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The Rime of the Ancient Mariner

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1 The Rime of the Ancient Mariner
Form, structure & language

2 Ballad form What is it? Ballads:
The ballad is a narrative meant to be sung, usually composed in the ballad stanza. Although some ballads are carefully crafted poems written by literate authors and meant to be read silently (such as the Lyrical Ballads!), the folk ballad (also known as popular or traditional ballad) is derived from the oral tradition. The ballad stanza, named for its frequent use in traditional ballads, is quatrains of alternating tetrameter and trimeter, rhyming either abab or abcb. For example: Oh, I forbid ye maidens all That wear gold in your hair To come or go by Carterhaugh For young Tam Lin is there. In folk ballads, the meter is often irregular and the rhymes are often approximate.

3 Why does Coleridge employ a ballad form in the poem?
Creating the impression that we undergo a narrative journey – which leaves us, like the wedding guest at the end of Part VII, transformed by the experience of the tale. Self-consciously reworking an ancient literary form, adding authenticity to the tale, or making it seem timeless like a legend or folk-tale (also narratives which have traditionally been passed on through history in oral ways). Ballads often mix the natural or everyday with the supernatural, uncanny or mythical in their narratives

4 Form Coleridge also uses examples of the following:
Internal rhyme (eg. “With throats unslaked, with black lips baked” or “The fair breeze blew, the white foam flew”) which adds pace or emphasis to the action or emotion the mariner describes. Repetition – spot whole verses, lines and words which are repeated for dramatic effect. For example: find a verse in part 1 which is echoed almost word for word in part VI – why? See if you can spot lines which have been repeated, or lines in which the first and second half of the line are almost identical (eg. “For the sky and the sea and the sea and the sky”). Why?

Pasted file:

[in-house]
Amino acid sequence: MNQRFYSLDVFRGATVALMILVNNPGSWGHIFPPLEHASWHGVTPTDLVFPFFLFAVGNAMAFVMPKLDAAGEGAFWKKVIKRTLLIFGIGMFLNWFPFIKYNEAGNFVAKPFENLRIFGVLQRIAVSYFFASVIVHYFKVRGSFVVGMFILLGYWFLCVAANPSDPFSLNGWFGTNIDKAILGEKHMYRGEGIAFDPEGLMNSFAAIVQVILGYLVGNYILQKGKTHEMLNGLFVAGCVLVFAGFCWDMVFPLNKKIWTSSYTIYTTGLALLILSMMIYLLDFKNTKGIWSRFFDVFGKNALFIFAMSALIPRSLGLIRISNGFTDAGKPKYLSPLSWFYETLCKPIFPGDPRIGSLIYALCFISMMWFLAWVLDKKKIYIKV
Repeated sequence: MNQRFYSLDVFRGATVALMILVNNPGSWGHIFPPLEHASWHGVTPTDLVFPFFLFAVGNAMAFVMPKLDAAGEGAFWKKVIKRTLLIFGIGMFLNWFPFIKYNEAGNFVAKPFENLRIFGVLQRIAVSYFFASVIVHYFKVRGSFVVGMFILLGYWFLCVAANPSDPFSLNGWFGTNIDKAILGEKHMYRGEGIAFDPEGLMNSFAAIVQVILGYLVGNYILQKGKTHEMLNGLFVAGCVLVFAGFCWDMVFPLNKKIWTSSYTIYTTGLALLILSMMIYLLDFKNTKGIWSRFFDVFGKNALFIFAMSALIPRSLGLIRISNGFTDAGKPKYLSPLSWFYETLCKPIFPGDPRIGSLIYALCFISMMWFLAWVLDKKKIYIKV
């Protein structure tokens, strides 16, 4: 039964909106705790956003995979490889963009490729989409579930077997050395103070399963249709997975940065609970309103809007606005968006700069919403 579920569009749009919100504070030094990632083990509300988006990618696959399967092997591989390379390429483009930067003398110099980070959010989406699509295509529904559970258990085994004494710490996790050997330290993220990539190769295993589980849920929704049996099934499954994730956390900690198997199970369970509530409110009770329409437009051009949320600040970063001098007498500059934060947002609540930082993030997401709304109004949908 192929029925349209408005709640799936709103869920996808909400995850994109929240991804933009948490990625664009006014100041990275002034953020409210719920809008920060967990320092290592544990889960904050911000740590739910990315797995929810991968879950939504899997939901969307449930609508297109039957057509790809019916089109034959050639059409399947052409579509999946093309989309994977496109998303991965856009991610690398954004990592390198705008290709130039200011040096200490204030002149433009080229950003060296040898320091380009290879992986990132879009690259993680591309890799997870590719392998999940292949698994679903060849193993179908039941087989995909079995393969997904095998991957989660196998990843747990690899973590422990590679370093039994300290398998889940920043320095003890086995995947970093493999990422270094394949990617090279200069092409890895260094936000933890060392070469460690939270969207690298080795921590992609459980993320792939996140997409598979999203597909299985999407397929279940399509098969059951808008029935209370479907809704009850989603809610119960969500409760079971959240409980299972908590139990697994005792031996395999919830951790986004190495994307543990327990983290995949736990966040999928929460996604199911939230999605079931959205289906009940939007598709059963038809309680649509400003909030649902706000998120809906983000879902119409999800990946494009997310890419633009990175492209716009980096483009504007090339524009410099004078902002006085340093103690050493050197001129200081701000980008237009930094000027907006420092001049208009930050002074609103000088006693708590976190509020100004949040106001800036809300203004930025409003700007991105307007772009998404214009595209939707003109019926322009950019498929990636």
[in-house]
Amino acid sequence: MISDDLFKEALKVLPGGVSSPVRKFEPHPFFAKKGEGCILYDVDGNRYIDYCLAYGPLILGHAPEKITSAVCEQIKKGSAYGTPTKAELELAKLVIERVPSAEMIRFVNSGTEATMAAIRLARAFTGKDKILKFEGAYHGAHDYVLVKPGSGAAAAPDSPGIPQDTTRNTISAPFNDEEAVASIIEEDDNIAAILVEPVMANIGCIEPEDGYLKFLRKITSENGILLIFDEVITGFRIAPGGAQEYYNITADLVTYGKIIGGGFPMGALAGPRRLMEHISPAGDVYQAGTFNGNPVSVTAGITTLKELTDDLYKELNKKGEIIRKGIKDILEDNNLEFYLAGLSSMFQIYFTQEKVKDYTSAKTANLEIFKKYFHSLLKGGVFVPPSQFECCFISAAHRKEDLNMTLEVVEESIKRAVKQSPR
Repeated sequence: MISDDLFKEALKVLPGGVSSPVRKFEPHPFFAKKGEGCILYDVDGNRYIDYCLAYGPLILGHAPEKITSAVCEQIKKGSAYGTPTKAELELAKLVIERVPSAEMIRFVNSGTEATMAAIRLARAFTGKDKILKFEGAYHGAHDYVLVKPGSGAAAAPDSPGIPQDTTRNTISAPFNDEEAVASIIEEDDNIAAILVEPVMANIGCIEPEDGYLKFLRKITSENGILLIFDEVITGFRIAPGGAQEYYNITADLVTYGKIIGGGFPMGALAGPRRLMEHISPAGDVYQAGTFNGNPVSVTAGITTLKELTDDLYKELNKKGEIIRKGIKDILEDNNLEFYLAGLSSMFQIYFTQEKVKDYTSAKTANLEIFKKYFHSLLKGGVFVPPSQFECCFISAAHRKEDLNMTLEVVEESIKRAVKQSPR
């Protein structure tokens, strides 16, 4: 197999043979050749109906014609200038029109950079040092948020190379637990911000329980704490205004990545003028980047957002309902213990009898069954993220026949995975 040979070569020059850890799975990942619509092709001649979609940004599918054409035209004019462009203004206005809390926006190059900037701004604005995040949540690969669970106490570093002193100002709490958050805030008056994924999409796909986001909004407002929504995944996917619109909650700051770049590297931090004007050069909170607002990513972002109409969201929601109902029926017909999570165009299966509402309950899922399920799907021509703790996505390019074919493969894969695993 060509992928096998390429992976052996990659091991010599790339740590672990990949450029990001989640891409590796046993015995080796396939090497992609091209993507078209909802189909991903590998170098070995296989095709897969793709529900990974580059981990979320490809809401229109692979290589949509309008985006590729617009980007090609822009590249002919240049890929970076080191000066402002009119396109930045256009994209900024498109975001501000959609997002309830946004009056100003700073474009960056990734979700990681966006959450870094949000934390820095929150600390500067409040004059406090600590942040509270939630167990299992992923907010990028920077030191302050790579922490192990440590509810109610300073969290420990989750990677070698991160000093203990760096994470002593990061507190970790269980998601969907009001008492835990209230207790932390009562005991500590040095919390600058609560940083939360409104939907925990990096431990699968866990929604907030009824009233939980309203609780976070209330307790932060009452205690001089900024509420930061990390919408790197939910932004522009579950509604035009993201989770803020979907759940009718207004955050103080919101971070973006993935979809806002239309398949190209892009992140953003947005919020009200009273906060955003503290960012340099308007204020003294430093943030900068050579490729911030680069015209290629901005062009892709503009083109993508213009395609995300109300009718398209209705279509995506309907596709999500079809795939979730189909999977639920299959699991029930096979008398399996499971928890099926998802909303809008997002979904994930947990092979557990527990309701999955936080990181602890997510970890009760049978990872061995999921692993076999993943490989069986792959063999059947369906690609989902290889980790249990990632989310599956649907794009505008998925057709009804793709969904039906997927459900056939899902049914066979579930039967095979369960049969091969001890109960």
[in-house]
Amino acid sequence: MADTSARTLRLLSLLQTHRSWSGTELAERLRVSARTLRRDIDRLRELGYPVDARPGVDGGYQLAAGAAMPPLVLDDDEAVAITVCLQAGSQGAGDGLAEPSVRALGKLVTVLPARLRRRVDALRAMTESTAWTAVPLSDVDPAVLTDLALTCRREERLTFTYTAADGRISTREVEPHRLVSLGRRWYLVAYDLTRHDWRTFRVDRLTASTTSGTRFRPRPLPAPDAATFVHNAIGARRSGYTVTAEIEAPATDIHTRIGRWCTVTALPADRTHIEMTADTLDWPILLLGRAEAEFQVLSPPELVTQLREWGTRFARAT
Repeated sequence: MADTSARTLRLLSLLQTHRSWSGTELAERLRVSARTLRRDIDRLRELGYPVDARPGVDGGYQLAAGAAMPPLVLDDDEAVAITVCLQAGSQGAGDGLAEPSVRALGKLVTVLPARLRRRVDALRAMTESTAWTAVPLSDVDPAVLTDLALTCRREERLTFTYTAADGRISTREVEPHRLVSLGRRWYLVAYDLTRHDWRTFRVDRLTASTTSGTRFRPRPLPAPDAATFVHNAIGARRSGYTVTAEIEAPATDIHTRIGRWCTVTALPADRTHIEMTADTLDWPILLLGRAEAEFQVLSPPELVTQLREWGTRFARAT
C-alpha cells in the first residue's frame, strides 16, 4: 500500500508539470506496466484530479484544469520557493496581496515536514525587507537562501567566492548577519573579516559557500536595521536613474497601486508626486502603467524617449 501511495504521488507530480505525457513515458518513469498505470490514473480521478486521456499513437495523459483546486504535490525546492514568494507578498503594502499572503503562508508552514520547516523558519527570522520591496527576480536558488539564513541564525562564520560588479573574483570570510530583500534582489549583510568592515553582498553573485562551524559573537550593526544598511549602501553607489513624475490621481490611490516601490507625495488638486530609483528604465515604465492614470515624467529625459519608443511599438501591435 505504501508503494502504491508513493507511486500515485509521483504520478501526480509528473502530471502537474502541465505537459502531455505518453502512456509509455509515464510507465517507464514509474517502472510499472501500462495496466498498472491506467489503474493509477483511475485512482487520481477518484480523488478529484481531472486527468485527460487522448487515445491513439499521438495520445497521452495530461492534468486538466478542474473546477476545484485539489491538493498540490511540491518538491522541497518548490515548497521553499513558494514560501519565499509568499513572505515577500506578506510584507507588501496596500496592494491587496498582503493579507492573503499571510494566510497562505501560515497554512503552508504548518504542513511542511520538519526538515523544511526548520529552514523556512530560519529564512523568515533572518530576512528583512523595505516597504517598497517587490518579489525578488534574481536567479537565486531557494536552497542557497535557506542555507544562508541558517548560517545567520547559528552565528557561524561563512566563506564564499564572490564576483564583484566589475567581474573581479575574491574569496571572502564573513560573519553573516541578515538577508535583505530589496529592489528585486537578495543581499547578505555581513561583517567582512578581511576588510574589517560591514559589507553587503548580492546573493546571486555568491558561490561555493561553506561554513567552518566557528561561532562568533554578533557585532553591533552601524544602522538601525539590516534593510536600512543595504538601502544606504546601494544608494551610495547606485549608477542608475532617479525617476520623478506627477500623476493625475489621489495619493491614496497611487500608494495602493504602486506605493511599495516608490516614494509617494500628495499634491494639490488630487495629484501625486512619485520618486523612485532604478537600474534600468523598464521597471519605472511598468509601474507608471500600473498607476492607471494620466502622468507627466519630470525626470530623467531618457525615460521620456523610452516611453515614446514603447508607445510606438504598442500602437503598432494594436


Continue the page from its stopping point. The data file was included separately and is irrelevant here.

5 Other aspects of form worth thinking about:
Descriptive techniques (the use of colour, simple repetition, striking images) for example: “Her lips were red, her looks were free, Her locks were yellow as gold; Her skin was as white as leprosy” Find examples of descriptive verses which you think are striking or unusual and explain which descriptive techniques Coleridge uses and why.

6 Structure of the poem A tale within a tale – the overarching narrative frame concerns the Mariner himself as the narrator of the story and the wedding guest to whom the tale is told. This frame contains the central narrative story: the journey undertaken by the mariner which he is compelled to narrate. The seven parts of the poem allow Coleridge to create suspense (the cliff-hanger moment at the end of Part 1), or dramatic shifts from one scene to the next.

7 The gloss Upon its release, the poem was criticised for being obscure and difficult to read. It was also criticised for using archaic words (such as?), not in keeping with Romanticism. In 1815–16, Coleridge added to the poem marginal notes (still deliberately written in an archaic style) that gloss the text, ostensibly explaining the meaning of verses. The gloss describes the poem as an account of sin and restoration. While some critics see the gloss as spelling out clearly the moral of the tale, others point to the inaccuracies and illogicalities of the gloss and interpret it as the voice of a dramatized character that only serves to highlight the poem's cruel meaninglessness.[7] In particular, Charles Lamb, who had deeply admired the original for its attention to "Human Feeling", claimed that the gloss distanced the audience from the narrative, weakening the poem's effects. What do you think is the purpose of the gloss?

8 A few points about meter and rhyme
See the handout. Main points:

9 A point about the verse structure
Notice the shifts in the length of the verses – at moments of great tension (for example, look at Part 3 when the death ship approaches), the structure of the verse is irregular. Coleridge relates the inexplicable nature of the mariner’s experience and his emotional intensity through subtle shifts in the verse.

10 5 part narrative structure
In pairs: pick out the turning points between the five main narrative stages Equilibrium (starting points) – Complication Development Crisis Resolution

11 Key questions to ask yourself about the narrative structure

12 Next week... The role of the narrator (and the ghost narrator / authorial commentary provided by the gloss); the role of alternative narrative voices and characters (the two daemon voices, the Hermit, the wedding guest) The different settings used in the poem – the open sea and the extremities of the polar landscape versus the familiar harbour and the shared celebration of the wedding.

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